Nicholas Georgescu-Roegen, Date of Birth, Place of Birth, Date of Death

    

Nicholas Georgescu-Roegen

Mathematician, Statistician and Economist

Date of Birth: 04-Feb-1906

Place of Birth: Constanța, Constanța County, Romania

Date of Death: 30-Oct-1994

Profession: mathematician, economist, university teacher, statistician

Nationality: Romania

Zodiac Sign: Aquarius


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About Nicholas Georgescu-Roegen

  • Nicholas Georgescu-Roegen (born Nicolae Georgescu, 4 February 1906 – 30 October 1994) was a Romanian mathematician, statistician and economist.
  • He is best known today for his 1971 magnum opus The Entropy Law and the Economic Process, in which he argued that all natural resources are irreversibly degraded when put to use in economic activity.
  • A progenitor and a paradigm founder in economics, Georgescu-Roegen's work was seminal in establishing ecological economics as an independent academic sub-discipline in economics. Several economists have hailed Georgescu-Roegen as a man who lived well ahead of his time, and some historians of economic thought have proclaimed the ingenuity of his work.
  • In spite of such appreciation, Georgescu-Roegen was never awarded the Nobel Prize in Economics, although benefactors from his native Romania were lobbying for it on his behalf.
  • After Georgescu-Roegen's death, his work was praised by a surviving friend of the highest rank: Prominent Keynesian economist and Nobel Prize laureate Paul Samuelson professed that he would be delighted if the fame Georgescu-Roegen did not fully realise in his own lifetime were granted by posterity instead.In the history of economic thought, Georgescu-Roegen was the first economist of some standing to theorise on the premise that all of earth's mineral resources will eventually be exhausted at some point.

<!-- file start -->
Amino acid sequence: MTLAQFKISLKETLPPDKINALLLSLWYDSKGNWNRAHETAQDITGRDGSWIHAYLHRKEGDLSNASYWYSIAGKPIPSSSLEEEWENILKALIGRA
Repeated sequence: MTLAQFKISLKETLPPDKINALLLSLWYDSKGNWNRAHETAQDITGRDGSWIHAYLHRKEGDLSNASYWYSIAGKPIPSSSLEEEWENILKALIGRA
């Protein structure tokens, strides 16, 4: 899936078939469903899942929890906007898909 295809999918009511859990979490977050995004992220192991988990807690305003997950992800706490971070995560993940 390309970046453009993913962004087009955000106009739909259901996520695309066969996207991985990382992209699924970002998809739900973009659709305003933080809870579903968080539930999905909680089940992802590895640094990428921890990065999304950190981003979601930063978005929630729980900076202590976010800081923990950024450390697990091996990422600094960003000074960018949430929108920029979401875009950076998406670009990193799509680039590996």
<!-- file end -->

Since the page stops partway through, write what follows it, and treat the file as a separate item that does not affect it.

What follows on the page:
• In his paradigmatic magnum opus, Georgescu-Roegen argues that economic scarcity is rooted in physical reality; that all natural resources are irreversibly degraded when put to use in economic activity; that the carrying capacity of earth – that is, earth's capacity to sustain human populations and consumption levels – is bound to decrease some time in the future as earth's finite stock of mineral resources is being extracted and put to use; and consequently, that the world economy as a whole is heading towards an inevitable future collapse, ultimately bringing about human extinction.
  • Due to the radical pessimism inherent in his work, based on the physical concept of entropy, the theoretical position of Georgescu-Roegen and his followers was later termed 'entropy pessimism'.Early in his life, Georgescu-Roegen was the student and protégé of Joseph Schumpeter, who taught that irreversible evolutionary change and 'creative destruction' are inherent to capitalism.
  • Later in life, Georgescu-Roegen was the teacher and mentor of Herman Daly, who then went on to develop the concept of a steady-state economy to impose permanent government restrictions on the flow of natural resources through the (world) economy.As he brought natural resource flows into economic modelling and analysis, Georgescu-Roegen's work was seminal in establishing ecological economics as an independent academic sub-discipline in economics in the 1980s.
  • In addition, the degrowth movement that formed in France and Italy in the early-2000s recognises Georgescu-Roegen as the main intellectual figure influencing the movement.
  • Taken together, by the 2010s Georgescu-Roegen has educated, influenced and inspired at least three generations of people, including his contemporary peers, younger ecological economists, still younger degrowth organisers and activists, and others throughout the world. The inability or reluctance of most mainstream economists to recognise Georgescu-Roegen's work has been ascribed to the fact that much of his work reads like applied physics rather than economics, as this latter subject is generally taught and understood today.Georgescu-Roegen's work was blemished somewhat by mistakes caused by his insufficient understanding of the physical science of thermodynamics.
  • These mistakes have since generated some controversy, involving both physicists and ecological economists.

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